Chapter 20. Sessions: remote control with less work

In chapter 13, we introduced you to PowerShell’s remoting features. In that chapter, you used two primary cmdlets—Invoke-Command and Enter-PSSession—to access both one-to-many and one-to-one remote control. Those two cmdlets work by creating a new remoting connection, doing whatever work you specify, and then closing that connection.

There’s nothing wrong with that approach, but it can be tiring to have to continually specify computer names, credentials, alternative port numbers, and so on. In this chapter, you’ll look at an easier, more reusable way to tackle remoting. You’ll also learn about a third way to use remoting that also comes in handy.

20.1. Making PowerShell remoting a bit easier

Anytime you need to connect to a remote computer, using either Invoke-Command or Enter-PSSession, you have to at least specify the computer’s name (or names, if you’re invoking a command on multiple computers). Depending on your environment, you may also have to specify alternative credentials, which means being prompted for a password. You might also need to specify alternative ports or authentication mechanisms, depending upon how your organization has configured remoting.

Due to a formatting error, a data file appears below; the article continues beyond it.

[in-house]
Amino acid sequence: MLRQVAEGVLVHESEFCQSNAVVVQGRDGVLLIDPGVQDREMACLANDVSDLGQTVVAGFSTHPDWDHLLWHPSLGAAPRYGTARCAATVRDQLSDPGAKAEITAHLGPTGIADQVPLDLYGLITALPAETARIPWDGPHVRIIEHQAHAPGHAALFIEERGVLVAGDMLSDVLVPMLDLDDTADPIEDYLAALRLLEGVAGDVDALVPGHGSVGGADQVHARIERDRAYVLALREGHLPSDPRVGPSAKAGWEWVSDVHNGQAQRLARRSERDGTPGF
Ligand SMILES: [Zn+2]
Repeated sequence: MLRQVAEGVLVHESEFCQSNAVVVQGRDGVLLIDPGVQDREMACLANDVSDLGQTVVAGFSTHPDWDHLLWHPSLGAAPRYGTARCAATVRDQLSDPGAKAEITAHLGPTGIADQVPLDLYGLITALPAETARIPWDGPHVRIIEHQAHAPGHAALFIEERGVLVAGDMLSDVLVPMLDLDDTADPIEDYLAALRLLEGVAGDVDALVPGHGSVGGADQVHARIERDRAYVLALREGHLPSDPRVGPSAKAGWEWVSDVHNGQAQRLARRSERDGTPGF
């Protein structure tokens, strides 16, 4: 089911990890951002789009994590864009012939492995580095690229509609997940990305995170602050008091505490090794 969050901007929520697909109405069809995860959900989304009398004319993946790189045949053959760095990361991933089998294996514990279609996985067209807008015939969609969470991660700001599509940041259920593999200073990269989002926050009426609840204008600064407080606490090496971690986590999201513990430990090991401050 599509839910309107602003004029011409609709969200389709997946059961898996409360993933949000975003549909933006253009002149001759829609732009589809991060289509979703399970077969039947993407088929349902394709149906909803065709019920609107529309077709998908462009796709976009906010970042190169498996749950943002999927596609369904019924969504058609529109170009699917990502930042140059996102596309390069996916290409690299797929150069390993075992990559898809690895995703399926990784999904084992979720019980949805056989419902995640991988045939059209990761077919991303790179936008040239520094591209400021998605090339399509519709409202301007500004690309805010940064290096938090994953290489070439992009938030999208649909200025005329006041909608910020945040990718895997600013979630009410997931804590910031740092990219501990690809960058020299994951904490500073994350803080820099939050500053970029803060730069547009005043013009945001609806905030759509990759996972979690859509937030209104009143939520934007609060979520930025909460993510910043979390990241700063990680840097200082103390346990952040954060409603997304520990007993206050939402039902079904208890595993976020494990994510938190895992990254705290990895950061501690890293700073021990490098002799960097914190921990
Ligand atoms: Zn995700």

None of that is difficult to specify, but it can be tedious to have to repeat the process again and again. Fortunately, we know of a better way: reusable sessions.

20.2. Creating and using reusable sessions

20.3. Using sessions with Enter-PSSession

20.4. Using sessions with Invoke-Command

20.5. Implicit remoting: importing a session

20.6. Using disconnected sessions

20.7. Lab

20.8. Further exploration

20.9. Lab answers

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